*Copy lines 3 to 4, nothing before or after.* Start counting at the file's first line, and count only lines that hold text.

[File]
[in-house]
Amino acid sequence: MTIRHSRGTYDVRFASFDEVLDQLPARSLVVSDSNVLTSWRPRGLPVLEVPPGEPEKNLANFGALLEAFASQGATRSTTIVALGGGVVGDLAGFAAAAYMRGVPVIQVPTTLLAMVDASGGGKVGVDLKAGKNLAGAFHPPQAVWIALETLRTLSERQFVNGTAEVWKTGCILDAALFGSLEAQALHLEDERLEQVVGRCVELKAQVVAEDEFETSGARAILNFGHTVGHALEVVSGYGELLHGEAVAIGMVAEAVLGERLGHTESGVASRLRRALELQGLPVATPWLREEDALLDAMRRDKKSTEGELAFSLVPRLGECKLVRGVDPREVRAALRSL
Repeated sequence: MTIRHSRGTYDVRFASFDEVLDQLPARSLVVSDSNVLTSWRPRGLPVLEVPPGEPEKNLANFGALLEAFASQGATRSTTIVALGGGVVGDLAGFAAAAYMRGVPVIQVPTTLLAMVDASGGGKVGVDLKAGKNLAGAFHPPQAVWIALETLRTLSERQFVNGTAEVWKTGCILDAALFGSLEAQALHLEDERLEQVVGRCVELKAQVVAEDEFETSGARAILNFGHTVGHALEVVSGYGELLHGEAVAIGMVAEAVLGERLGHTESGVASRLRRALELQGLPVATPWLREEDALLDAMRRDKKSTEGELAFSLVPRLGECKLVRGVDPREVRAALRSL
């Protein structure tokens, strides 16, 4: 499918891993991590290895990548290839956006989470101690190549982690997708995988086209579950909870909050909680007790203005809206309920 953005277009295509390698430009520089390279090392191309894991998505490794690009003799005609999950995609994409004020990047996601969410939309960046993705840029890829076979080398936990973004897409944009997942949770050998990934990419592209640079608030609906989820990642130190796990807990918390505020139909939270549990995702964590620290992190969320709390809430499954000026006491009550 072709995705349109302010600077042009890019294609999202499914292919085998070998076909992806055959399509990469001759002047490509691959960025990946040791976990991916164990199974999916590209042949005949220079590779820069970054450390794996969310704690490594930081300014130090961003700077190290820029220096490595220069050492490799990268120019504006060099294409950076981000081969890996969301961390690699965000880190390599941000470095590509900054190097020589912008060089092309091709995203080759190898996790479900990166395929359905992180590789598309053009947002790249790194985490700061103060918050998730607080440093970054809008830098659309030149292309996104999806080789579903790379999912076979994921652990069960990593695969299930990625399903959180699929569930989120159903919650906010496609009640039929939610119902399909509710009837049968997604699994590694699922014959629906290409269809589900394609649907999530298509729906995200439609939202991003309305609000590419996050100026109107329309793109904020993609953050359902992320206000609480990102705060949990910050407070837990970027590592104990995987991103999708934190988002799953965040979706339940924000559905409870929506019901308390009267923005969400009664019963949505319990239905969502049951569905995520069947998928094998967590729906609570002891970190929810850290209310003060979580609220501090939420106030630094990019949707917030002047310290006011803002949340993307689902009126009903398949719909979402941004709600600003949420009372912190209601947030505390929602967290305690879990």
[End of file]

Repeated sequence: MTIRHSRGTYDVRFASFDEVLDQLPARSLVVSDSNVLTSWRPRGLPVLEVPPGEPEKNLANFGALLEAFASQGATRSTTIVALGGGVVGDLAGFAAAAYMRGVPVIQVPTTLLAMVDASGGGKVGVDLKAGKNLAGAFHPPQAVWIALETLRTLSERQFVNGTAEVWKTGCILDAALFGSLEAQALHLEDERLEQVVGRCVELKAQVVAEDEFETSGARAILNFGHTVGHALEVVSGYGELLHGEAVAIGMVAEAVLGERLGHTESGVASRLRRALELQGLPVATPWLREEDALLDAMRRDKKSTEGELAFSLVPRLGECKLVRGVDPREVRAALRSL
């Protein structure tokens, strides 16, 4: 499918891993991590290895990548290839956006989470101690190549982690997708995988086209579950909870909050909680007790203005809206309920 953005277009295509390698430009520089390279090392191309894991998505490794690009003799005609999950995609994409004020990047996601969410939309960046993705840029890829076979080398936990973004897409944009997942949770050998990934990419592209640079608030609906989820990642130190796990807990918390505020139909939270549990995702964590620290992190969320709390809430499954000026006491009550 072709995705349109302010600077042009890019294609999202499914292919085998070998076909992806055959399509990469001759002047490509691959960025990946040791976990991916164990199974999916590209042949005949220079590779820069970054450390794996969310704690490594930081300014130090961003700077190290820029220096490595220069050492490799990268120019504006060099294409950076981000081969890996969301961390690699965000880190390599941000470095590509900054190097020589912008060089092309091709995203080759190898996790479900990166395929359905992180590789598309053009947002790249790194985490700061103060918050998730607080440093970054809008830098659309030149292309996104999806080789579903790379999912076979994921652990069960990593695969299930990625399903959180699929569930989120159903919650906010496609009640039929939610119902399909509710009837049968997604699994590694699922014959629906290409269809589900394609649907999530298509729906995200439609939202991003309305609000590419996050100026109107329309793109904020993609953050359902992320206000609480990102705060949990910050407070837990970027590592104990995987991103999708934190988002799953965040979706339940924000559905409870929506019901308390009267923005969400009664019963949505319990239905969502049951569905995520069947998928094998967590729906609570002891970190929810850290209310003060979580609220501090939420106030630094990019949707917030002047310290006011803002949340993307689902009126009903398949719909979402941004709600600003949420009372912190209601947030505390929602967290305690879990």